Getting a dental veneer can transform your smile instantly! But if you do invest in these wafer-thin materials, you want to make sure they last as long as possible. Porcelain veneers are designed to withstand almost everything your normal teeth can handle. If they're cared for well, you can enjoy the benefits of your veneers for anywhere from 10 to 15 years!
So how do you do your part to keep your veneers enhancing your smile for the long-term? These tips will teach you all you need to know to maintain and care for this dental fix.
Whatever the reason you chose to get a veneer, it's not a magic fix for your mouth. You still have to use proper oral hygiene in order to make the most of the veneer.
Dental veneers cover minor flaws and imperfections to give you the smile makeover you deserve. If your natural teeth were already discolored, broken, or chipped due to poor dental care, you'll have to change your habits. Otherwise, your veneer won't last as long as it could.
Taking care of your oral health means doing things that keep your mouth healthy. Visit your dentist regularly and use a soft bristled toothbrush with a non abrasive toothpaste. Brush at least twice a day and use dental floss to protect your mouth from gum disease.
Talk to your dental professionals before you use whitening toothpastes to make sure they won't affect the veneers surface. These products usually have hydrogen peroxide, sodium bicarbonate, or baking soda in them.
Your custom made shells were designed to match your natural shades. Whitening your teeth may affect your new smile.
Porcelain and composite resin veneers are pretty tough and are stain resistant. This doesn't mean they're impervious, though. It's possible to stain a veneer.
To maintain veneers as best as possible, be aware of what you're eating and drinking. Many foods and beverages have staining agents that cause surface stains on your regular teeth.
Whether you're concerned about your veneer or the surrounding teeth, stains can mess up your radiant smile. Avoid stain causing foods and beverages, such as foods with soy sauce, dark sodas, and red wine, because these can discolor your veneer.
Very hard objects can also break both your teeth and your veneer. Be careful when you're eating things like raw apples, raw carrots, or other hard objects. Avoid chewing on ice, even with your real teeth. Veneers are thin shells that can shatter, and your enamel can break, too.
Your smile's appearance is affected by what you eat and drink, as well as your habits. Smoking will adversely affect your dental veneers quickly. You've already known that you should quit smoking. Getting composite resin or porcelain veneers adds a new rush to this need.
A veneer can completely transform your smile, but, like your natural teeth, smoking will stain the surface. If you want to keep your beautiful smile, you'll need to properly care for it by doing the hard stuff - stopping those unhealthy habits.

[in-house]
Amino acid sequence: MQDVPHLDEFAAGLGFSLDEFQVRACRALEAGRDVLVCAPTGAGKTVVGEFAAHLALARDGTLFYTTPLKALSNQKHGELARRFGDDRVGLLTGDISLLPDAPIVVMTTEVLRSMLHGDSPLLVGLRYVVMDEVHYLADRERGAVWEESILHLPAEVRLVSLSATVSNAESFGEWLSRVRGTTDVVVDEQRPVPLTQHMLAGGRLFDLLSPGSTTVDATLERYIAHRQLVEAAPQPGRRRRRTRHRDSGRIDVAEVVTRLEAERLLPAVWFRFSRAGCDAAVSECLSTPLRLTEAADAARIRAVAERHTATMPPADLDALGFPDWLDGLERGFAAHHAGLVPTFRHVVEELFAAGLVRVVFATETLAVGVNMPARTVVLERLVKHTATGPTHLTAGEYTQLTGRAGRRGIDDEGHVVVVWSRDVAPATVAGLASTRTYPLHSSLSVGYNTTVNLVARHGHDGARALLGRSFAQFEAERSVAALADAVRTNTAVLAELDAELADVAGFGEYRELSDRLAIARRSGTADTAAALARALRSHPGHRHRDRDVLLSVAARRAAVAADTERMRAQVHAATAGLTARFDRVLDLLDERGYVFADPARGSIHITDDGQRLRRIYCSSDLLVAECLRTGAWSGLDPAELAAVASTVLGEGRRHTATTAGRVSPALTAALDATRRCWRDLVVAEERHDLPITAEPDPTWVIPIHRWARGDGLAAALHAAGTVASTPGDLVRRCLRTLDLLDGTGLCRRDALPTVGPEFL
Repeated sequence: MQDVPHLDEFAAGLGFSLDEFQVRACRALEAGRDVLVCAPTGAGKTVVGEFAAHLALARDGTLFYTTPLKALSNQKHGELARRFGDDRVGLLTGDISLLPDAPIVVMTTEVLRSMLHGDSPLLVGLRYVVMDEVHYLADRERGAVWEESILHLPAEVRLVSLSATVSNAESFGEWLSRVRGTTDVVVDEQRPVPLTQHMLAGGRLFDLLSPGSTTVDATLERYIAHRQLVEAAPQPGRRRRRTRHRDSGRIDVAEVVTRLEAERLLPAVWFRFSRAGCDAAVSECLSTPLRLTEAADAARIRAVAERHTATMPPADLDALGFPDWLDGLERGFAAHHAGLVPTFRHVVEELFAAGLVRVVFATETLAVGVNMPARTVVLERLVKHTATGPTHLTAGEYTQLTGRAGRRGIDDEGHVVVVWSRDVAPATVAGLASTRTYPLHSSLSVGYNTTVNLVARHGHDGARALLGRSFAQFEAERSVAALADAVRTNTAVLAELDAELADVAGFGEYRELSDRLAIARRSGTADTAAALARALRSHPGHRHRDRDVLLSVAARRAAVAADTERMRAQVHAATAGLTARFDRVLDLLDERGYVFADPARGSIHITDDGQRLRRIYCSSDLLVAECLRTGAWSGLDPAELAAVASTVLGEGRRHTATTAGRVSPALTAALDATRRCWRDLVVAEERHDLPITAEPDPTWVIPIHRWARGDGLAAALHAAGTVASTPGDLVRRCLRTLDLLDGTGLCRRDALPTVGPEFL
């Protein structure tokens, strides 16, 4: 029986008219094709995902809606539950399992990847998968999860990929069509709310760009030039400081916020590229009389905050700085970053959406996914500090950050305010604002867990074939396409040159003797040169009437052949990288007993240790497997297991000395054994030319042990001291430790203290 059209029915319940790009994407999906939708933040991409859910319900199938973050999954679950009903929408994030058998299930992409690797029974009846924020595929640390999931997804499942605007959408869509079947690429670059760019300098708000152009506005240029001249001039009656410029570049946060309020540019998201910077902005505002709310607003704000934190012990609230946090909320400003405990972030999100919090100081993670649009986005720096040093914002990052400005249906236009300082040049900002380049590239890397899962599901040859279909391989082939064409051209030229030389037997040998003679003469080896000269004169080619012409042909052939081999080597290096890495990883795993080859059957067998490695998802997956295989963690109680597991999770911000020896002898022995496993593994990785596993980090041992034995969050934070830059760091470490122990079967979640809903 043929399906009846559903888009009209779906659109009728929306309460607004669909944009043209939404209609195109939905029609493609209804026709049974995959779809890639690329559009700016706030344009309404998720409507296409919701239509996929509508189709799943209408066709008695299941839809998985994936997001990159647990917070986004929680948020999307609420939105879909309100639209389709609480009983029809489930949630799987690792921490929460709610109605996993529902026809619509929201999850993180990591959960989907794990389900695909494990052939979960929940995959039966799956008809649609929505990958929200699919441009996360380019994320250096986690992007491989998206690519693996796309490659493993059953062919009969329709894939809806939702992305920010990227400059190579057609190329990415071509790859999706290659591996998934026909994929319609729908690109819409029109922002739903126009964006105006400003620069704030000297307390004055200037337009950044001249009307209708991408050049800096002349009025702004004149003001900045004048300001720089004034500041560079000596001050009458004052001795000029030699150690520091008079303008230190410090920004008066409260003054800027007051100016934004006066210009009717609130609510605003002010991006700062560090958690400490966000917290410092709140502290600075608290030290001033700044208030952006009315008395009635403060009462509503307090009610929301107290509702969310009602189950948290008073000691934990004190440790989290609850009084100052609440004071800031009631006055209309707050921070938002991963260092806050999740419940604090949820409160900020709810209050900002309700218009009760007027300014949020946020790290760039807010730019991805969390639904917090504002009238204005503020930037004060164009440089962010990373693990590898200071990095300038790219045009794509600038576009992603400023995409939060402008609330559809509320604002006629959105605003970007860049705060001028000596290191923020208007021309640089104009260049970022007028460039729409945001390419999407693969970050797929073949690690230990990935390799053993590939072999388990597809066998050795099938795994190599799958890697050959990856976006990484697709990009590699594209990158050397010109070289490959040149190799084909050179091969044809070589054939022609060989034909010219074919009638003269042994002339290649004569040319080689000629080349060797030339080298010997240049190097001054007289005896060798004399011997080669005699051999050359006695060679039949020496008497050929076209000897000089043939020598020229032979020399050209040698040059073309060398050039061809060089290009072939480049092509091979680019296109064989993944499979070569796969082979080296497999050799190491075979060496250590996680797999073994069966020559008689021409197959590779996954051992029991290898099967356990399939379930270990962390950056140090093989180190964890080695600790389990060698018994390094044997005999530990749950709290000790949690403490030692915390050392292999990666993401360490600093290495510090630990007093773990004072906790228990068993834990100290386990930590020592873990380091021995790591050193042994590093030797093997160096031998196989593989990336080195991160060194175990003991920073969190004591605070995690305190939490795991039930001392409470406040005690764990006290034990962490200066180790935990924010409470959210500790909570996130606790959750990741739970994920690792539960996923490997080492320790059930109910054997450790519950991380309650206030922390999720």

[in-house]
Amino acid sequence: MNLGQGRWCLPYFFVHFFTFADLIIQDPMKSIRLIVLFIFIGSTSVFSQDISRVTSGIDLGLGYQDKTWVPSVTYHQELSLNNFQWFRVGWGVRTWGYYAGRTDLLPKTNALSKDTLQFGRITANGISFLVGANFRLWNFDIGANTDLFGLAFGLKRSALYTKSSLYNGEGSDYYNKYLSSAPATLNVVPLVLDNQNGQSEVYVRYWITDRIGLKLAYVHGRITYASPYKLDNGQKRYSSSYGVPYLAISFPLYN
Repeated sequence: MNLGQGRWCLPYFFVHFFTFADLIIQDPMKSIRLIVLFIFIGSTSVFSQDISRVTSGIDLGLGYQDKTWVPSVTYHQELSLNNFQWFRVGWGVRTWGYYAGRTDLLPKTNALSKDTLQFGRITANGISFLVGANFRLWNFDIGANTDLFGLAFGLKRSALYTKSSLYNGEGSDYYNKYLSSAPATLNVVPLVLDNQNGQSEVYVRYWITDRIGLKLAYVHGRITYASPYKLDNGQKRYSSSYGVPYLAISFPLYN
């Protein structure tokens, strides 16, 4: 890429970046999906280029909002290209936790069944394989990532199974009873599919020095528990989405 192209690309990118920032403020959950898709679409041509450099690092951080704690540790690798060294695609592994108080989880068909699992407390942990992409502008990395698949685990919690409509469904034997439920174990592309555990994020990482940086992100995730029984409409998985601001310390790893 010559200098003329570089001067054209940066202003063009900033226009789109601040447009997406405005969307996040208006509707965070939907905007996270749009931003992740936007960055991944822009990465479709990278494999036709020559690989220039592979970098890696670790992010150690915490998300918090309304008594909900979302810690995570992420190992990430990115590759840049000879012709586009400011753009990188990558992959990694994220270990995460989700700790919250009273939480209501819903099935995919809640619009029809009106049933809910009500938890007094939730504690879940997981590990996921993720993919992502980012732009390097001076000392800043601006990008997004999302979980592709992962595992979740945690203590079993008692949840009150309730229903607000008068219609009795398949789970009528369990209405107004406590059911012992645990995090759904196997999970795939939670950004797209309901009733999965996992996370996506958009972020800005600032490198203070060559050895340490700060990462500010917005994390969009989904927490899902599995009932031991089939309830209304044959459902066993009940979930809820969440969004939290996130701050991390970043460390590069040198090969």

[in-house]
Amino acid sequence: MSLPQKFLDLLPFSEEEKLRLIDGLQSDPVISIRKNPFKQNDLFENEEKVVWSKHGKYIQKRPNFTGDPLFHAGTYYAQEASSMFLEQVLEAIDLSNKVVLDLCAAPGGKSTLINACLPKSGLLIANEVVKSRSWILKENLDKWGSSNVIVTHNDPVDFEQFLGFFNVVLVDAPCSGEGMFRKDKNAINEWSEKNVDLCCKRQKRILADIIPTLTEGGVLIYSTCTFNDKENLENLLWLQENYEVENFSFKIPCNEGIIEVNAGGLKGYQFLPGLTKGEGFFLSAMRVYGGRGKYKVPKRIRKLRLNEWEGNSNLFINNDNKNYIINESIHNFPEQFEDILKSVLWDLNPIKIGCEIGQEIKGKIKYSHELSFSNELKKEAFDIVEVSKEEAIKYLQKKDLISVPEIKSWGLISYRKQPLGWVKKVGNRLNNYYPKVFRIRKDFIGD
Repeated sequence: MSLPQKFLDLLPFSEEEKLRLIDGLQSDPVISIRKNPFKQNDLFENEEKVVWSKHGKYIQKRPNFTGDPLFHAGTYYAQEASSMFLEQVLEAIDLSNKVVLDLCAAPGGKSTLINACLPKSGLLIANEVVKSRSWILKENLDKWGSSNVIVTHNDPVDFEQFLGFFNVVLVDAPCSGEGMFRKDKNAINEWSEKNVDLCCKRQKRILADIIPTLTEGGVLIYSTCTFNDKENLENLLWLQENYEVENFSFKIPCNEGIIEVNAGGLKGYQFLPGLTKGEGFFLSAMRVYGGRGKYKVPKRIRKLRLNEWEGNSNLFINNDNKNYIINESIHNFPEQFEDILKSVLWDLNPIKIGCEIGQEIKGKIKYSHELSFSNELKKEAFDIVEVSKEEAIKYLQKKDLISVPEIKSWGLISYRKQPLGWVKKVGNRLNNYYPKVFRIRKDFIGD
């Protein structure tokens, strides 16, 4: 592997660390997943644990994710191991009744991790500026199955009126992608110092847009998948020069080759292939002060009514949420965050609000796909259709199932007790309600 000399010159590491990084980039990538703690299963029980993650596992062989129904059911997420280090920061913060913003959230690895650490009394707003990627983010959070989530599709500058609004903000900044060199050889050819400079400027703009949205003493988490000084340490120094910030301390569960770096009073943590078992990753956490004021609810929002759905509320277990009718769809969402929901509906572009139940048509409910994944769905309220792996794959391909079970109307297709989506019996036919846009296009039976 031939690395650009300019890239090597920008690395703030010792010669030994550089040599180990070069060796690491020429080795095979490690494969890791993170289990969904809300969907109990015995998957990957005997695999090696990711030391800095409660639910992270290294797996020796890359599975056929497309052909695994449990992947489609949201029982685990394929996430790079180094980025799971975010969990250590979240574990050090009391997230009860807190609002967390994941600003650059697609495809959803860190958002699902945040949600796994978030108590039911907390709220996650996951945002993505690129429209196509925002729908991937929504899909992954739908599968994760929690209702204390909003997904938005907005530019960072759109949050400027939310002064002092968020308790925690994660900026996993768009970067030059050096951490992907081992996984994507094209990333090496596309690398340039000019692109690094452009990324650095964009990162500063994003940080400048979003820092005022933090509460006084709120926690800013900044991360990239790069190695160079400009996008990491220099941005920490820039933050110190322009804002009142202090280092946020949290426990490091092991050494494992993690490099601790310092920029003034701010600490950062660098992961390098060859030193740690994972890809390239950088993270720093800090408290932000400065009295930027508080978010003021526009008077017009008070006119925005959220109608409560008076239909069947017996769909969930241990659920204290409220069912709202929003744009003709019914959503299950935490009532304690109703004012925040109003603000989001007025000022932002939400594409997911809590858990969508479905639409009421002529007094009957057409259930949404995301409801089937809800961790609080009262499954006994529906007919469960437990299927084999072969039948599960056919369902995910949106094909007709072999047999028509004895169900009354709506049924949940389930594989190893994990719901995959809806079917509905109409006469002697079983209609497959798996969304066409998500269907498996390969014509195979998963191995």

Too much alcohol can also cause tooth decay and surface staining. Talk to your dentist about your concerns. They may have some simple tips or solutions that have worked for other people that you hadn't thought of yet.
Dental veneers are held in place with a bonding agent. Grinding teeth or getting hit in the mouth can shift the bonding line and knock the veneer out of place. It can be reset if there isn't any other damage, but it's better to avoid it altogether.
For that reason, some people should wear mouth guards along with their veneers. If you're in contact sports regularly, or you have bruxism (grinding), talk to your dentist and let them know about these parts of your lifestyle.
They'll be able to teach you the proper care of veneers, address teeth grinding and the causes, and offer solutions. An occlusal guard or a bite guard protects your natural teeth, dental implants, and and porcelain veneers.
You might not realize it, but the bite force you have when you're grinding subconsciously can do a great deal of damage. To prevent erosion and harm to your healthy teeth, wear a mouth guard. And if you're in a contact sport, a sports guard protects your teeth from damage if you are in a collision and your jaw, mouth, or face are hit.
Finally, your dental veneers will last much longer if you go for regular cleanings and checkups. The dental hygienist has tools to scrape away bacteria, tartar, and plaque buildup that you may not be able to reach. Yes, the right toothpaste and brush help, but it's not the same as getting a cleaning from someone with training, techniques, and special equipment.
Checkups from the dentist help prevent problems like gum disease or decaying teeth from spreading into serious issues. The sooner you get any oral hygiene complications under control, the healthier your natural teeth will be. This lets your porcelain veneers have the best shot at a long lifespan.
How you care for your teeth at home goes a long way in maximizing the life of your veneers. Brushing twice a day or more with the right toothpaste and toothbrush is a start. An antiseptic mouthwash helps kill any bacteria you missed, and flossing keeps your gum line healthy.
Keep in mind, the better shape your mouth is in, the healthier your veneers will be. Seeing the dentist for checkups regularly is an essential part of good oral health care. Your dentist will watch for cavities, early signs of gingivitis or progressing periodontitis, and issues with your veneers.
Do your part at home, and find a dentist you trust to monitor your oral health. Together, you'll be on the right path to long-lasting veneers!